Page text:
Senior ‘juggles’ festivals, flowers, princesses

Juggling%3A+Senior+Andrea+Serving+juggles+for+the+campus+guests+on+cosmetology%27s+Princess+for+the+Day+fundraiser.+Photo+by+Amber+Harris

Photo by: amber harris

Juggling: Senior Andrea Serving juggles for the campus guests on cosmetology's Princess for the Day fundraiser. Photo by Amber Harris

A court jester dressed in green danced, juggled and twirled ribbons before a roomful of princesses on Saturday.

Little girls wearing costumes entered the cosmetology room, full of mirrors and glitter, to received a makeover from the students. Their jester, senior Andrea Servin, entertained them during their pampering session.

“It’s not just for the kids, it’s for the adults, they really enjoy it,” Servin said. “It brings me a good feeling to bring joy to others.”

She’s used to performing in front of others because of her job at Texas Renaissance festival. The medieval experience attracted her right off the axe.

After attending the festival in 2009, Servin decided to go back the following year. She was inspired by  Clan Tynker, a group that started in New Mexico and spends its time on medieval topics, magic and juggling at the festival.  Servin serves as a garland girl who sells crowns made of flowers.

“They have done a really good job with magic and juggling and I just thought, ‘What am I waiting for, I should work here,’” Servin said. “The Clan Tynker were the ones to inspire me and because of them I started to work on the Renaissance Festival.”

Servin said the hardest part of her job is being on her feet all weekend.

“I have to stand 12 hours on Saturdays and then another 12 hours on Sundays, and I only have 20 minutes of lunch,” she said. “The best part is that you get to meet cool people … amazing people that can teach you so much.”

Servin whose native language is Spanish, said employees are encouraged to use an Elizabethan English accent.

“The accent is not really necessary so if you don’t wish to use it you can speak normally, but there [are] certain phrases that you always use such as ‘My lord’ and ‘My lady,’ she said.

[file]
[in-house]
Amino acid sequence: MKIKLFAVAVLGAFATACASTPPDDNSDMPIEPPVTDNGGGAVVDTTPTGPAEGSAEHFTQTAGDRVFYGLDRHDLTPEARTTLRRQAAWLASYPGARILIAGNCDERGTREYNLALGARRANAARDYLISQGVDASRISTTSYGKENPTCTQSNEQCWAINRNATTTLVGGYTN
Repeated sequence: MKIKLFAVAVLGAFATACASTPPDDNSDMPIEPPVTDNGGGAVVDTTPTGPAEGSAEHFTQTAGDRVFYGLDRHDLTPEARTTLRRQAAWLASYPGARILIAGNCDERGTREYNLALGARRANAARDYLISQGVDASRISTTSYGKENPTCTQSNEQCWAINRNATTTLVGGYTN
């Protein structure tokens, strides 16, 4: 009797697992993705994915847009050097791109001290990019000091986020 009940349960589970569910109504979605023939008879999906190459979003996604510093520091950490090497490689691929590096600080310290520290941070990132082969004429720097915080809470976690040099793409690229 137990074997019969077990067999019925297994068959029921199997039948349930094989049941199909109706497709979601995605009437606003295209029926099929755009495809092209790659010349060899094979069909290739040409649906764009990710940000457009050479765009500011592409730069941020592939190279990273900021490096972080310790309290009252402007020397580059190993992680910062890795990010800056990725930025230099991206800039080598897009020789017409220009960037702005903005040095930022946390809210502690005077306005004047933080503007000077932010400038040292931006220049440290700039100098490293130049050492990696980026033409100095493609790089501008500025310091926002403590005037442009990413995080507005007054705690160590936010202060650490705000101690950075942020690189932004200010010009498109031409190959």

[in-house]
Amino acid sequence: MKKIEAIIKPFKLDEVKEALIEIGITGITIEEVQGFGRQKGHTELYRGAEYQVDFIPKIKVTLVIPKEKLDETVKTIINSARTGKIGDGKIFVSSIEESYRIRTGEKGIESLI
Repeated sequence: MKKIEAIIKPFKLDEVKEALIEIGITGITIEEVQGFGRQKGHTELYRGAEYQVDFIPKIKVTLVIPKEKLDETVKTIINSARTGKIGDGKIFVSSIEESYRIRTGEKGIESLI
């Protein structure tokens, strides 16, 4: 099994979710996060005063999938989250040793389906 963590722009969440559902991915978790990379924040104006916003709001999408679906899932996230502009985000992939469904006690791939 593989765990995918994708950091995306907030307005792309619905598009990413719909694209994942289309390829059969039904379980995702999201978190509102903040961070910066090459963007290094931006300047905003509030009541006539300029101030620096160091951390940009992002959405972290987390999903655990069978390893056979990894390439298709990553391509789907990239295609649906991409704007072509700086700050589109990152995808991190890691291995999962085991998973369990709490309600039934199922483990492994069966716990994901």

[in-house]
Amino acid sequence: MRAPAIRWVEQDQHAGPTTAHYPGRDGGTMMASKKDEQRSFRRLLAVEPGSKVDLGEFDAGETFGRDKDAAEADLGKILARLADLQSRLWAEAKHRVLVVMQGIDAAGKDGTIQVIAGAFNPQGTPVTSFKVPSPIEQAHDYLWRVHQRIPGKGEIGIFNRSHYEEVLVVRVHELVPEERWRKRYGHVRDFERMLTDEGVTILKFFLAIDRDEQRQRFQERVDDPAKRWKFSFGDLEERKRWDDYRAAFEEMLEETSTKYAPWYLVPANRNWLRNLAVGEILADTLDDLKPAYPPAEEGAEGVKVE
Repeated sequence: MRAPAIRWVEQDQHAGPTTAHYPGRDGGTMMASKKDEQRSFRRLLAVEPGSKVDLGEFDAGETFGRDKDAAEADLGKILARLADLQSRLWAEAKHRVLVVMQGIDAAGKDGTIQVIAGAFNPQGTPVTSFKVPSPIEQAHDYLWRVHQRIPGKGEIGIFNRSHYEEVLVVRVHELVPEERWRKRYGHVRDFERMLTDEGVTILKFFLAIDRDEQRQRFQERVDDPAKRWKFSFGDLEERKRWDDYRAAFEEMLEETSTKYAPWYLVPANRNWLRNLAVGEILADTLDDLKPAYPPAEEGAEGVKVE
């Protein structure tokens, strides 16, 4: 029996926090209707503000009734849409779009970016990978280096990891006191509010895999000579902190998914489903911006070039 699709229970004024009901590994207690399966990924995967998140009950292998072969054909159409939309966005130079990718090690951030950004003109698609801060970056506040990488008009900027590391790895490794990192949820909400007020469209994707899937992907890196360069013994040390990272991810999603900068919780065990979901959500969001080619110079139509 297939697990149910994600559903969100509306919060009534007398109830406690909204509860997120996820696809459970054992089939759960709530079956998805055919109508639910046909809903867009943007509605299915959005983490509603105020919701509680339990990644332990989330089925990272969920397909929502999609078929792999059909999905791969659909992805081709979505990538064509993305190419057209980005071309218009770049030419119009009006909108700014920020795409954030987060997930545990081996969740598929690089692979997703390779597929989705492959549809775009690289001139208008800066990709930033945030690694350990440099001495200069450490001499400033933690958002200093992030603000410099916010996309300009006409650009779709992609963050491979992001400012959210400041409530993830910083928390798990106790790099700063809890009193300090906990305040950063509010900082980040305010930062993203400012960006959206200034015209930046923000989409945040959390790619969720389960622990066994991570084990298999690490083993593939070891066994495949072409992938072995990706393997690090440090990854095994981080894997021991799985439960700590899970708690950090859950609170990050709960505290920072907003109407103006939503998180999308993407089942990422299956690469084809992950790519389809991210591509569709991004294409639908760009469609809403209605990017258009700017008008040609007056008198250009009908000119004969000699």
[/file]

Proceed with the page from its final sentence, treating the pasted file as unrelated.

Servin said she wants people to have a nice time, but some festival-goers, such as drunk adults, can make workers or other visitors uncomfortable.

“When somebody is bothering us, we can go to the nearest radio station and call security,” Servin said. “There are 40,000 to 60,000 people who want to enjoy the festival every weekend, and we want them to have fun.”

The festival has a dress code for the employees. Their costumes must connect with their position. For example, if an employee is a pirate, he or she cannot dress as a knight or a fairy.

“We have to wear something that has to do with the festival,” Servin said. “We can bring our own costumes or buy them, but it has to be from the same era.”

Servin says she has a great time working at the festival and considers that the most important part of her job.

“I have an amazing time being myself and making other people happy with what I do,” she said. “Like for example whenever little girls want a flower crown, but the parents have no money or they just pass by I give them a flower, and that makes them happy, and it makes me happy and that is important to me.”

Senior Denisse Juka said Servin really enjoys working at the festival.

“She attracts a lot of people doing what she likes to do like juggling and selling flower crowns,” Juka said. “She is very outgoing with everyone.”

Servin said she’s not sure whether she’ll continue working at the festival.

“After high school I would like to stay, but I still don’t know where I am going,” she said. “If I get to stay in Houston I would like to change my position at the festival. I would like to be a jester this time and not a garden girl and stand there for 12 hours.”

Servin said she also enjoys activities such as sports and art.

“I love soccer, I’m a great fanatic of it,” she said. “I also like to paint, but mostly everything seems related to the Renaissance. “